The Department of Public Health and COVID Command Center announced today that, the City College of San Francisco (CCSF) and Moscone Center South high-volume vaccination sites will close on June 26 and July 14, respectively. Vaccinations will continue to be widely available through a network of low-barrier neighborhood sites, mobile access points, clinics, and pharmacies to meet existing demand and better align with the current prevalence of COVID in the community.
“San Francisco had led the nation in our vaccine rollout with 81% of our eligible residents having received at least a first dose,” said Mayor London N. Breed. “Mass vaccination sites were an important part of the distribution network that made that possible, but we’re now at a point where vaccines continue to be widely available and we’re instead focusing on getting to residents who are harder to reach or may have challenges getting to one of our many vaccination sites. We’re going to keep doing everything we can to reach each and every San Franciscan.”
San Francisco has been a national and global model in its response to the COVID-19 pandemic. Well before the federal government approved vaccines for widespread use, the city developed a robust, low- barrier vaccine distribution system to facilitate vaccination with a focus on ensuring access to communities disproportionally affected by COVID-19. The vaccine has been offered through a network of high-volume vaccination sites, community access sites - in partnership with trusted community organizations-, mobile vaccination teams, and pharmacies.
These efforts have paid off. Currently, 81% of eligible San Francisco residents have received at least one dose of the vaccine, with 72% of eligible San Franciscans fully vaccinated. Furthermore, 91% of all residents 65 and older have received at least one dose. SF's vaccination rates are among the highest in the nation and the world.
Additionally, the effectiveness and availability of COVID-19 vaccines have dramatically driven down case rates, hospitalizations and community spread in San Francisco. The 7-day average number of new cases in San Francisco declined by 97% since January; from 373 to 10 as of June 15. Hospitalizations have been at their lowest numbers for the past month since the pandemic began and testing positivity is 0.45%, down from 5.36% since the last peak in January and 13.46% in April of 2020.
“Being the first major city in the nation to reach over 80% of eligible residents with at least one dose of the COVID-19 vaccine is a testament to the hard work of our residents, community partners, and public health professionals who stood up sites like City College. While we celebrate this success, we have more work to do, especially in light of new variants of the virus. We are laser-focused on ramping up vaccine opportunities in hard-hit neighborhoods with robust citywide vaccination initiatives that include low barrier drop-in appointments, going door-to-door, hosting family day events, and providing mobile vaccination drives to serve people with challenges to vaccine access,” said Dr. Grant Colfax, Director of Health. “We thank UCSF for their partnership in standing up this site and helping to keep our communities safe.”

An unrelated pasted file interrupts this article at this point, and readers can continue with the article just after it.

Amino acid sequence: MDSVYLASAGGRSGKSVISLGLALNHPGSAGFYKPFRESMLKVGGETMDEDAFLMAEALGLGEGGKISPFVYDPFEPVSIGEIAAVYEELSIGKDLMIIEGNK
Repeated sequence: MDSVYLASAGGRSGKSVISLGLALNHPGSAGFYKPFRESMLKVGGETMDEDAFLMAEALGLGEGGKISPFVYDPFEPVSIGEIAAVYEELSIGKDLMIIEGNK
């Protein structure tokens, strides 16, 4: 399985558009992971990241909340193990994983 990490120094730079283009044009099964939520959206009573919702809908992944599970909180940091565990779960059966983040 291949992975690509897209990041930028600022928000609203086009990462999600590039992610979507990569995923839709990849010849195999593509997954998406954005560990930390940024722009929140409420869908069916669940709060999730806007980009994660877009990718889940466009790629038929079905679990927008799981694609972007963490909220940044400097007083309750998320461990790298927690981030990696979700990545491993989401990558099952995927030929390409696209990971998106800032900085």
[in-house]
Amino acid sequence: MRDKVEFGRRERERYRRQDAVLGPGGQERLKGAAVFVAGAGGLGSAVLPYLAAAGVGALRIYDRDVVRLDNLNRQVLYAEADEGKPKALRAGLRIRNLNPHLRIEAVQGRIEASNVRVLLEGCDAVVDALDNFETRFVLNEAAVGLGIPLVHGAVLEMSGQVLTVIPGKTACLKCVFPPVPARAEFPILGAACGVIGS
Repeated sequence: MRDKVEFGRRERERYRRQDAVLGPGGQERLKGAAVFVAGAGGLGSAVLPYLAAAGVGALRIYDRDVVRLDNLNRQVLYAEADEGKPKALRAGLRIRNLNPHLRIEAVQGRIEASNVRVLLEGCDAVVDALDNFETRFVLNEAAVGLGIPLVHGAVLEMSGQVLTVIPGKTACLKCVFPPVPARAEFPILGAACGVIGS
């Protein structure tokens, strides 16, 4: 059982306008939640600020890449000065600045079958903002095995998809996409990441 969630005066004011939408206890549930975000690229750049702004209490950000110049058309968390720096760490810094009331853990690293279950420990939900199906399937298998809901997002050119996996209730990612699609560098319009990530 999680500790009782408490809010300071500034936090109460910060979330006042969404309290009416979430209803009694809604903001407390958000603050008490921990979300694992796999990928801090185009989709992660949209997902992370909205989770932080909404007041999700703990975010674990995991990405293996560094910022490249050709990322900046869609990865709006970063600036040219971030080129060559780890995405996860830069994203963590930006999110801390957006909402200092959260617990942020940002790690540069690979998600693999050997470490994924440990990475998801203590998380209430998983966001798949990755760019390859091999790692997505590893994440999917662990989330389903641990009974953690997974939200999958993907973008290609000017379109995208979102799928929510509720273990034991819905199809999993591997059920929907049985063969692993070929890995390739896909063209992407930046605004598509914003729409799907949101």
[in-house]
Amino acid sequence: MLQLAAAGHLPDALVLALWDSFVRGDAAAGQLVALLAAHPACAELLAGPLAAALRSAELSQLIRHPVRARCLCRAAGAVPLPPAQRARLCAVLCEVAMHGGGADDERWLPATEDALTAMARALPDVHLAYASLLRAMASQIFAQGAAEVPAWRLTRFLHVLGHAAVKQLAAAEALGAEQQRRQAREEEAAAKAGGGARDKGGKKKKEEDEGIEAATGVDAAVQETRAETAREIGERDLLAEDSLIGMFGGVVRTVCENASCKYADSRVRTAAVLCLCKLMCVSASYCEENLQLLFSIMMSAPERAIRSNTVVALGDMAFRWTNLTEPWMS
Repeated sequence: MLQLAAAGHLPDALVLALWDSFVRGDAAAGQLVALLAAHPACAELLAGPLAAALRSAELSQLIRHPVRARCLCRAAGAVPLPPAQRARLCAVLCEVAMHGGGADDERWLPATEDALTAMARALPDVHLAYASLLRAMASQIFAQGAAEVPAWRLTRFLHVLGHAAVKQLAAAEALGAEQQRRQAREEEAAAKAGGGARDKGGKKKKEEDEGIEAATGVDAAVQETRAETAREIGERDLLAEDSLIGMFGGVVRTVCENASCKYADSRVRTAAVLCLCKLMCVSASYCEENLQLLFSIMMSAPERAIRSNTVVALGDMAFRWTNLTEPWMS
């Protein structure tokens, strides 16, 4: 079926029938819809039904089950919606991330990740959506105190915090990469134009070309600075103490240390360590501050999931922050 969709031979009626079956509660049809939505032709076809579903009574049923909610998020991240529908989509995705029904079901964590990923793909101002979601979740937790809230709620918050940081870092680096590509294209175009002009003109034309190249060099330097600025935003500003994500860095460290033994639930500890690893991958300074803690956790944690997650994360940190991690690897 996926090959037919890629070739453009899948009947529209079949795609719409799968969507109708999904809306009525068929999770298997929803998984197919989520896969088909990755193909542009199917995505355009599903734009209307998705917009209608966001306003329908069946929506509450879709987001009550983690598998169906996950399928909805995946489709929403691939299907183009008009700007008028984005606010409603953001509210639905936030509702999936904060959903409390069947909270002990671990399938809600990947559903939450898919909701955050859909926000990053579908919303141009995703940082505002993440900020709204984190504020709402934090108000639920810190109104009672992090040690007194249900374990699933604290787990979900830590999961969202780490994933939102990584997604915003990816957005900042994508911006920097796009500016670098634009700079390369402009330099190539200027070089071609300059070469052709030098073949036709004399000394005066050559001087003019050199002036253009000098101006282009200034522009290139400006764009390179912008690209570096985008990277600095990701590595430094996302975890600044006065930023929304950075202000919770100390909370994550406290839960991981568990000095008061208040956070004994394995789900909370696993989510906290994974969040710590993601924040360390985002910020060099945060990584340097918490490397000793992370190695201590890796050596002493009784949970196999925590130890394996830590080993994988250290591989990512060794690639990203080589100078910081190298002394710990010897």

“San Francisco was in a very different place in January when City College opened up as SF's first mass vaccine site during the height of the COVID-19 pandemic,” said Mary Ellen Carroll, Executive Director for the Department of Emergency Management. “Today, the majority of eligible San Franciscans have received vaccinations because of our ability to quickly and efficiently open sites across San Francisco. While our work continues, I want to give credit to the team of public servants who worked tirelessly to ensure every San Franciscan has opportunity to receive this life saving measure.”
Launched in January, the CCSF vaccination site - located on City College’s main campus on Frida Kahlo Way - was the first to open in San Francisco and UCSF has since administered more than 111,000 doses of the COVID-19 vaccine at this location. The Moscone Center and the SF Market in the Bayview opened in February; the latter ceased operations on June 11.
Following the June 26 closure, eligible residents who got their first dose at the CCSF site can get their second at other neighborhood sites. Schedule second doses at other sites in partnership with UCSF
The high-volume sites have proven to be extremely successful as San Francisco became the first major city in the nation to reach 80% rate in first-dose vaccinations. Moving forward, the city will continue to provide low-barrier vaccine access at San Francisco Health Network and SF Community Clinic Consortium clinics, pharmacies, neighborhood sites, and at community events.
Additionally, mobile vaccination operations will carry on for people experiencing homelessness, people who are homebound, and residents at senior housing.
Planning is underway by the Department of Public Health and the COVID Command Center to ensure access to vaccines for youth under 11 years old when they become eligible.
“UCSF is proud to have contributed to the vaccination of residents of San Francisco and surrounding communities,” said Sheila Antrum, Senior Vice President and Chief Operating Officer at UCSF Health. “From the earliest days of the COVID-19 pandemic, the leadership of San Francisco, in conjunction with the San Francisco Department of Public Health, has placed San Francisco at the forefront nationwide of major cities in rapidly rolling out the vaccines. UCSF is glad to have played a role in the public health response to the crisis, and we look forward to continuing to work with the City and County of San Francisco to reach neighborhoods and residents still awaiting the vaccine.”